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January 22, 1898


JAMA. 1898;XXX(4):221-222. doi:10.1001/jama.1898.02440560049004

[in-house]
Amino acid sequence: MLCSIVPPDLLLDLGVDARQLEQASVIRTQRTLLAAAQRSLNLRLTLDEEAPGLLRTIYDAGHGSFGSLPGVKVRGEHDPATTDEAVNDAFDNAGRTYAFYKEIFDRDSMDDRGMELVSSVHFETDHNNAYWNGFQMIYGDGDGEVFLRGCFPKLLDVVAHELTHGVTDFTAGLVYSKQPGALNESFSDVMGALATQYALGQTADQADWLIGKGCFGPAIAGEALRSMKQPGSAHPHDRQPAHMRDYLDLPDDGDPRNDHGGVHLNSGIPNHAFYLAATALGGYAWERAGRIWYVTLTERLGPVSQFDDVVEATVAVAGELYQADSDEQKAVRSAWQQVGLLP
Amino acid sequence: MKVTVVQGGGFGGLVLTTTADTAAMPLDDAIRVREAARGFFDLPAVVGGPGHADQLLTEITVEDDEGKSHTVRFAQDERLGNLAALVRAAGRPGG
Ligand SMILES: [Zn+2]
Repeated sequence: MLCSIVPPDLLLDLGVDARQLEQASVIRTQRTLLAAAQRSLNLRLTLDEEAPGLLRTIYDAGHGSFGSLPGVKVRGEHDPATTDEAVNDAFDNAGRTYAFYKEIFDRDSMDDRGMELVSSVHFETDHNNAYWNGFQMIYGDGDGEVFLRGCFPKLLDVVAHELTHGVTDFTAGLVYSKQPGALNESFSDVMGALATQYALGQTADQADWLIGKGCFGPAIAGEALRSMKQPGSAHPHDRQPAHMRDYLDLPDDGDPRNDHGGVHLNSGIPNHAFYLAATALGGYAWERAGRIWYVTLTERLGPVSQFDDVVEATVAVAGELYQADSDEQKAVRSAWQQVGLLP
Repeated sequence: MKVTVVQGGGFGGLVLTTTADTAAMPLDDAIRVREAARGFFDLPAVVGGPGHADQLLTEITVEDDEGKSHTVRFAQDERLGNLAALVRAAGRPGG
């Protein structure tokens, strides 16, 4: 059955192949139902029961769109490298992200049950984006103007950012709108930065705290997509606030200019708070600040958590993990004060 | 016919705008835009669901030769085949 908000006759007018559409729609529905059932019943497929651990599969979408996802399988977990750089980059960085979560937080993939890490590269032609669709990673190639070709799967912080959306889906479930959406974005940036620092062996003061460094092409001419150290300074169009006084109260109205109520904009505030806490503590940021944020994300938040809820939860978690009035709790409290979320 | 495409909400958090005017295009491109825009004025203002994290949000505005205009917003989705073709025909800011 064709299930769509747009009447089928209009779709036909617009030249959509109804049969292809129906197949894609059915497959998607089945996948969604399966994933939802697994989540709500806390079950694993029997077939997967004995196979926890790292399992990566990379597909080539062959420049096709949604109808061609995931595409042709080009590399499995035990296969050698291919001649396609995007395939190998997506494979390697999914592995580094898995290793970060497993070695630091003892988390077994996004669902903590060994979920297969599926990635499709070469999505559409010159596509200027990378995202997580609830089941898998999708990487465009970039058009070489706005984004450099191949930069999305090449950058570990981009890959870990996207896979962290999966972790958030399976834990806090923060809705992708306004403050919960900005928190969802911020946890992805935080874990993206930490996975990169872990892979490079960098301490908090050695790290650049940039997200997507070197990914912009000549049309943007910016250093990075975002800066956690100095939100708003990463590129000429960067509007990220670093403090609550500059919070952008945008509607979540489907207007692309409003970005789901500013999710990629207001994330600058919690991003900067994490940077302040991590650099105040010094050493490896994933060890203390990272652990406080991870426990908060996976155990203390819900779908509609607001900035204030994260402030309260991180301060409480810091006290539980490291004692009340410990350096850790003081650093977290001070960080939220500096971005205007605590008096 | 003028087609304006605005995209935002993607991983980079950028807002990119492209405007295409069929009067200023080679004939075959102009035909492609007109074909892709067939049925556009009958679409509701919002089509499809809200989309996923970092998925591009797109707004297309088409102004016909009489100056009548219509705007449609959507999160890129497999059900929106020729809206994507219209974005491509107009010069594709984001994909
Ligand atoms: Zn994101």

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The U. S. Marine-Hospital Service has in late years come into such notoriety in connection with the proposed establishment of a National Department of Health that its proper office has quite dropped out of sight. A considerable number of educated people, even among the medical fraternity, believe it to be an institution for the care of sick marines, and many others, who are cognizant of the Marine Corps as a part of the United States Navy, identify it with the medical department of the naval service, and infer that this association with National vessels and through them with foreign countries where naval officers are brought in contact with the breeding-places of the great maritime pestilences, justifies the assignment to it of the duties of a seaboard quarantine. This confusion of function has been one of the obstacles in the way of the establishment of an organized independent National Health Department.

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